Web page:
Communicating with online banking customers
In Case C-375/15 (the BAWAG case) the CJEU examined the scope of a payment service provider’s obligation to communicate changes to information and conditions, and to framework contracts, to e-banking customers. In particular, the CJEU considered whether a bank may notify its customers of account information and contractual changes via an electronic banking mailbox. The CJEU clarified the conditions that must be met for information to be “provided” to customers on a “durable medium”, as required by the Payment Services Directive (PSD) (2007/64/EC).
BAWAG, an Austrian Bank, offers its customers e-banking services and maintains electronic mailboxes for its customers as part of its e-banking platform. Customers may log into the mailbox using their standard individual credentials. BAWAG uses standard terms and conditions governing the consumers’ use of the online banking website. The standard terms and conditions relating to the online banking website contain a term stating that ‘Notices and Statements’ (including notices of changes, account information, credit card statements etc.) shall, where the customer has agreed to e-banking, be received by him by post or electronically by making them retrievable or transmitting them by means of e-banking. Access to the e-banking website is provided in accordance with a contract which is ancillary to the contract relating to the opening and operation of a bank account and which also forms part of a framework contract. The Austrian Consumer Protection Association, claimed that the abovementioned term did not meet the requirements of the PSD. The Austrian Supreme Court referred the issue to the CJEU for a preliminary ruling.
The CJEU considered whether information given by the bank to its customers through the e-banking mailbox is “provided” (as opposed to merely being “made available”) through a “durable medium” for the purposes of the PSD.
Relevant provisions of the PSD
Article 41(1) requires the payment service provider (PSP), in good time before the user is bound by any framework contract or offer, to “provide” the user on paper or on another “durable medium” with the information and conditions specified in Article 42.
Furthermore, Article 44(1) requires any changes in the framework contract, as well as the information and conditions specified in Article 42, to be “provided” by the PSP to the user on paper or on another “durable medium“, no later than two months before their proposed date of application. The PSP is also obliged to inform the user that he is to be deemed to have accepted the changes if he does not notify the PSP that he does not accept them before the proposed date of their entry into force.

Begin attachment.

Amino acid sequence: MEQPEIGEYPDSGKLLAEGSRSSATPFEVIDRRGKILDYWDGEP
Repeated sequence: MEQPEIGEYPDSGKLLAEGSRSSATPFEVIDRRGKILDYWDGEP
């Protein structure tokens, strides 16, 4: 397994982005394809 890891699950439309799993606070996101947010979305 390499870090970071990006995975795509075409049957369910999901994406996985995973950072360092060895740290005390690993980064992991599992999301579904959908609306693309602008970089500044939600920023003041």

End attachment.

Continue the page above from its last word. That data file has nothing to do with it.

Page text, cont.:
Article 4(25) defines the concept of a “durable medium” as any instrument that enables the PSU to store information addressed personally to them in a way accessible for future reference, for a period of time adequate to the purposes of the information, and allows the unchanged reprodiction of the information stored.
The CJEU held that two conditions must be met for the communication of changes to the information and conditions (provided for in Article 42), and changes to the framework contract, via an electronic mailbox, to be considered to have been “provided” on a “durable medium” for the purposes of Articles 41(1) and 44(1) of the PSD. Those two conditions are:
- The PSP’s website must allow users to store information addressed to them personally in such a way that they may access it and reproduce it unchanged for an adequate period, without any unilateral modification of its content by that PSP or by any other professional being possible; and
- If the user is obliged to consult the PSP’s website in order to become aware of the information, then the transmission of that information must be accompanied by active behaviour from the PSP, aimed at drawing the user’s attention to the existence and availability of the information on the website.
In the event that a user is obliged to consult a website in order to become aware of the new information, and the transmission of the information is not accompanied by active behaviour on the part of the PSP, then that information is merely “made available” (and not “provided”) to users. The CJEU stated that “it cannot reasonably be expected of payment service users…that they should regularly consult all electronic communication services that they are signed up to, a fortiori because, under…Article 44(1)..those users are deemed to have accepted the changes to the framework contract proposed by those providers.”
The Austrian Supreme Court must now determine whether the two specified conditions have been met and whether, in light of all the circumstances, the changes to the information and conditions defined in Article 42 of the PSD, and the changes to the relevant framework contract, can be regarded as having been actively communicated by the bank.
This article was first published in the Ireland IP & Technology Law Blog on 14 March 2017.
For further information please contact Davinia Brennan.